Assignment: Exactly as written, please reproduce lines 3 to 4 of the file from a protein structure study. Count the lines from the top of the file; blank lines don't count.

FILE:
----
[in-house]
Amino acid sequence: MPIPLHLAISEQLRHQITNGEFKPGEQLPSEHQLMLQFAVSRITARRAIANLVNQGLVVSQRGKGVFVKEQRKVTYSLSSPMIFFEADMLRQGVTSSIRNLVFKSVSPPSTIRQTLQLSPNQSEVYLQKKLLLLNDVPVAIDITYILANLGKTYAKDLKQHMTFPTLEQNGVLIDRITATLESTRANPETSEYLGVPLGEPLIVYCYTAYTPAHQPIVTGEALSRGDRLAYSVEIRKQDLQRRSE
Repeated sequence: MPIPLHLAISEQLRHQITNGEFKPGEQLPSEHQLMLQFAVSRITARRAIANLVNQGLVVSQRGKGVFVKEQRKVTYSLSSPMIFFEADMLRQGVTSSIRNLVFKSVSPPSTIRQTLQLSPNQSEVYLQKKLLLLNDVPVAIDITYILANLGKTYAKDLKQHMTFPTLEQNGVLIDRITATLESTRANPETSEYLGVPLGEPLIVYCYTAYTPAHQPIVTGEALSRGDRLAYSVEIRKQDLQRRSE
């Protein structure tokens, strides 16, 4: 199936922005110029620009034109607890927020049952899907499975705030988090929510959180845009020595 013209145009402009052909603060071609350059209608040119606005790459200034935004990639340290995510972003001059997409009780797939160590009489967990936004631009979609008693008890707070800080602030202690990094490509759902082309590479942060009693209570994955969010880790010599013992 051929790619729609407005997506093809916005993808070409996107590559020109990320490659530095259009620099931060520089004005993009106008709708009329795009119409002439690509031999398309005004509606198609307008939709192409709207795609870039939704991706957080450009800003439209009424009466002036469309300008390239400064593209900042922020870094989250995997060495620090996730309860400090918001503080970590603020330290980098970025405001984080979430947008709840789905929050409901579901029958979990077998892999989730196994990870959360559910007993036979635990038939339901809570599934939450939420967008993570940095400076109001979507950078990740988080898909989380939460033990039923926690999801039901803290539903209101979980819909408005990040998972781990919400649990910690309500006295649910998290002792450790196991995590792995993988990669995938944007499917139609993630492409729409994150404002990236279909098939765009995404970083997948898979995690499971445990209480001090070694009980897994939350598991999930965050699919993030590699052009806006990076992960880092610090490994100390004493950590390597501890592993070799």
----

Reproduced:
Repeated sequence: MPIPLHLAISEQLRHQITNGEFKPGEQLPSEHQLMLQFAVSRITARRAIANLVNQGLVVSQRGKGVFVKEQRKVTYSLSSPMIFFEADMLRQGVTSSIRNLVFKSVSPPSTIRQTLQLSPNQSEVYLQKKLLLLNDVPVAIDITYILANLGKTYAKDLKQHMTFPTLEQNGVLIDRITATLESTRANPETSEYLGVPLGEPLIVYCYTAYTPAHQPIVTGEALSRGDRLAYSVEIRKQDLQRRSE
């Protein structure tokens, strides 16, 4: 199936922005110029620009034109607890927020049952899907499975705030988090929510959180845009020595 013209145009402009052909603060071609350059209608040119606005790459200034935004990639340290995510972003001059997409009780797939160590009489967990936004631009979609008693008890707070800080602030202690990094490509759902082309590479942060009693209570994955969010880790010599013992 051929790619729609407005997506093809916005993808070409996107590559020109990320490659530095259009620099931060520089004005993009106008709708009329795009119409002439690509031999398309005004509606198609307008939709192409709207795609870039939704991706957080450009800003439209009424009466002036469309300008390239400064593209900042922020870094989250995997060495620090996730309860400090918001503080970590603020330290980098970025405001984080979430947008709840789905929050409901579901029958979990077998892999989730196994990870959360559910007993036979635990038939339901809570599934939450939420967008993570940095400076109001979507950078990740988080898909989380939460033990039923926690999801039901803290539903209101979980819909408005990040998972781990919400649990910690309500006295649910998290002792450790196991995590792995993988990669995938944007499917139609993630492409729409994150404002990236279909098939765009995404970083997948898979995690499971445990209480001090070694009980897994939350598991999930965050699919993030590699052009806006990076992960880092610090490994100390004493950590390597501890592993070799």